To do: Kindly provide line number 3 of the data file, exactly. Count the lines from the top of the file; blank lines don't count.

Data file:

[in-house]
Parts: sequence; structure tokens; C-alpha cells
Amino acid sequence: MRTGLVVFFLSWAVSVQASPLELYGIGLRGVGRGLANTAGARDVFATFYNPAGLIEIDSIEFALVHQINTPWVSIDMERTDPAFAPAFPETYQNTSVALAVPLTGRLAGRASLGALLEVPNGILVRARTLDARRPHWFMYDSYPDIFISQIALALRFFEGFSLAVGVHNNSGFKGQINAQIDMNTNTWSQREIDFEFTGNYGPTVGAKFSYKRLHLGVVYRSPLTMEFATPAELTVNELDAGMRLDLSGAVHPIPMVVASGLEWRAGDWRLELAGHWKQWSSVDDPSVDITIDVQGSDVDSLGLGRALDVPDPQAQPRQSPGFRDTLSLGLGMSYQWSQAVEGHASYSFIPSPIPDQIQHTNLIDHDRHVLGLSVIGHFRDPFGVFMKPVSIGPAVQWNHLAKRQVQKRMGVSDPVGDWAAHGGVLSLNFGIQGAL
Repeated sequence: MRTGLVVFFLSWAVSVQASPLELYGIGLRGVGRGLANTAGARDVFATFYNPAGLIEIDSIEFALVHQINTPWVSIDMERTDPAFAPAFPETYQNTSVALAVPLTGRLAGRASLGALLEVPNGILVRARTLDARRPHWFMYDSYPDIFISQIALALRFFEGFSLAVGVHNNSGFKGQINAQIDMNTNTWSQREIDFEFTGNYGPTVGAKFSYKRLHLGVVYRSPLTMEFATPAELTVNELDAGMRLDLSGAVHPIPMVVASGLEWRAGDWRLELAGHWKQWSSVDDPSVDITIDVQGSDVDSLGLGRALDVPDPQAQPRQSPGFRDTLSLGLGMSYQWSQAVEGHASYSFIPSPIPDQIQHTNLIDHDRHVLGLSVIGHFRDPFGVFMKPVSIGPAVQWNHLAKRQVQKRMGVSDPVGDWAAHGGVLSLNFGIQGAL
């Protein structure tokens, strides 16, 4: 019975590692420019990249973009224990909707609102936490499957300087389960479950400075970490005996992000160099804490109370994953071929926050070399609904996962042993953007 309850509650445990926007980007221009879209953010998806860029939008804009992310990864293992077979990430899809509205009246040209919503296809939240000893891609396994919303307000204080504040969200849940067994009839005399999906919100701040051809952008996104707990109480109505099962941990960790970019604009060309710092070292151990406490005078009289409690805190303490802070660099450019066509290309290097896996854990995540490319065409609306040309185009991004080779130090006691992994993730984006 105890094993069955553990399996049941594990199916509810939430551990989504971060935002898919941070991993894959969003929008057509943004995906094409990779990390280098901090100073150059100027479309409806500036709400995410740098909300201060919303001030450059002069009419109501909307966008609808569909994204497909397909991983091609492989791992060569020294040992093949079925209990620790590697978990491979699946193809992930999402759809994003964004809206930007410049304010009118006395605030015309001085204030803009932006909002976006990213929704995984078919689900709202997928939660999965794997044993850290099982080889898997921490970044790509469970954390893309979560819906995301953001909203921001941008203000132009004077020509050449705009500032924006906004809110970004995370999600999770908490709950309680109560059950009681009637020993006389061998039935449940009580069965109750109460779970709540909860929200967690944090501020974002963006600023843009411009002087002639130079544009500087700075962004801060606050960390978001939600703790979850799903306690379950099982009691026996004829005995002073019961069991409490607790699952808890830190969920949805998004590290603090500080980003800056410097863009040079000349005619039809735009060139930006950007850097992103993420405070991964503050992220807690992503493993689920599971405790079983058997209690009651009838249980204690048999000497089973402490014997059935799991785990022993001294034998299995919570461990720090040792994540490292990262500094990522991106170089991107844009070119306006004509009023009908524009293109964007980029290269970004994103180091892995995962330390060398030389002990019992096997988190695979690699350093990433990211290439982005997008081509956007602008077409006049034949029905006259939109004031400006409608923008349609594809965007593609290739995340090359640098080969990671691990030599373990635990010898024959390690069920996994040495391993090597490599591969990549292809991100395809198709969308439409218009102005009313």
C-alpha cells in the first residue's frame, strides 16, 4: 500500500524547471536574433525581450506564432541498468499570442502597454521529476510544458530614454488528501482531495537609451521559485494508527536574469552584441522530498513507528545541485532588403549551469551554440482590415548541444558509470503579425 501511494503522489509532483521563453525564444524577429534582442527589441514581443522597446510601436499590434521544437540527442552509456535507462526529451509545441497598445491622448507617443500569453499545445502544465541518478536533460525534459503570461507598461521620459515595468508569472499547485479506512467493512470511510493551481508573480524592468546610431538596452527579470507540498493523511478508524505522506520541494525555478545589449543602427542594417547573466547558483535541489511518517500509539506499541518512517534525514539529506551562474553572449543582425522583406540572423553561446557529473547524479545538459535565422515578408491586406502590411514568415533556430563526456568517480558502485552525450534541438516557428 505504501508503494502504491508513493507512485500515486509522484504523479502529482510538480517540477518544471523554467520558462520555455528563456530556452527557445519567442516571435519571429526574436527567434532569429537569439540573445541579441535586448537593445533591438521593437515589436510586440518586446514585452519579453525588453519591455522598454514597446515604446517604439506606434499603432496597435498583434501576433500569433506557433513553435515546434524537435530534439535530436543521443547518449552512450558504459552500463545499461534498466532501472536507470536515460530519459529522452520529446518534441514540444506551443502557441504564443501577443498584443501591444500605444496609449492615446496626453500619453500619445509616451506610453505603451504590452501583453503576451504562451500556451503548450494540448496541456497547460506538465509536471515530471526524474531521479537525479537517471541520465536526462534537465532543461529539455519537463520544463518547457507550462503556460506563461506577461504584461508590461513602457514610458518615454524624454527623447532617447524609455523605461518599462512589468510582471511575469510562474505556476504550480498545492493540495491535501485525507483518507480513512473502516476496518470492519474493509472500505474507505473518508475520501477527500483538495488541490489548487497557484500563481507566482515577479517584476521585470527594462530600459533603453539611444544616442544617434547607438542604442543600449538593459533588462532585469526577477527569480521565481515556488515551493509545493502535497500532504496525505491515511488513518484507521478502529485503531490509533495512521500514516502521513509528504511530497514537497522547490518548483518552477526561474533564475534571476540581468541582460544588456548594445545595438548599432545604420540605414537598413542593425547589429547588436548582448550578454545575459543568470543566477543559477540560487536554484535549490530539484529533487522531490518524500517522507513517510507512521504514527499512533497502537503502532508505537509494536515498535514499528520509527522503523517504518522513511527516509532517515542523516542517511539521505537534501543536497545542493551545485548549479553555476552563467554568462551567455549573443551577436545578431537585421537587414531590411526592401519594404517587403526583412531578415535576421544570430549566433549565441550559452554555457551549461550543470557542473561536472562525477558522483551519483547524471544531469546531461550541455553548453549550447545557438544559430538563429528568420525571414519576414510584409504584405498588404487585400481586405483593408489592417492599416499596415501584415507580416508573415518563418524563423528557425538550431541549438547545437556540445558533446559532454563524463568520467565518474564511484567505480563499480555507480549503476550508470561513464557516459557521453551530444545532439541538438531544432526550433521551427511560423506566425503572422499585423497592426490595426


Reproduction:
Amino acid sequence: MRTGLVVFFLSWAVSVQASPLELYGIGLRGVGRGLANTAGARDVFATFYNPAGLIEIDSIEFALVHQINTPWVSIDMERTDPAFAPAFPETYQNTSVALAVPLTGRLAGRASLGALLEVPNGILVRARTLDARRPHWFMYDSYPDIFISQIALALRFFEGFSLAVGVHNNSGFKGQINAQIDMNTNTWSQREIDFEFTGNYGPTVGAKFSYKRLHLGVVYRSPLTMEFATPAELTVNELDAGMRLDLSGAVHPIPMVVASGLEWRAGDWRLELAGHWKQWSSVDDPSVDITIDVQGSDVDSLGLGRALDVPDPQAQPRQSPGFRDTLSLGLGMSYQWSQAVEGHASYSFIPSPIPDQIQHTNLIDHDRHVLGLSVIGHFRDPFGVFMKPVSIGPAVQWNHLAKRQVQKRMGVSDPVGDWAAHGGVLSLNFGIQGAL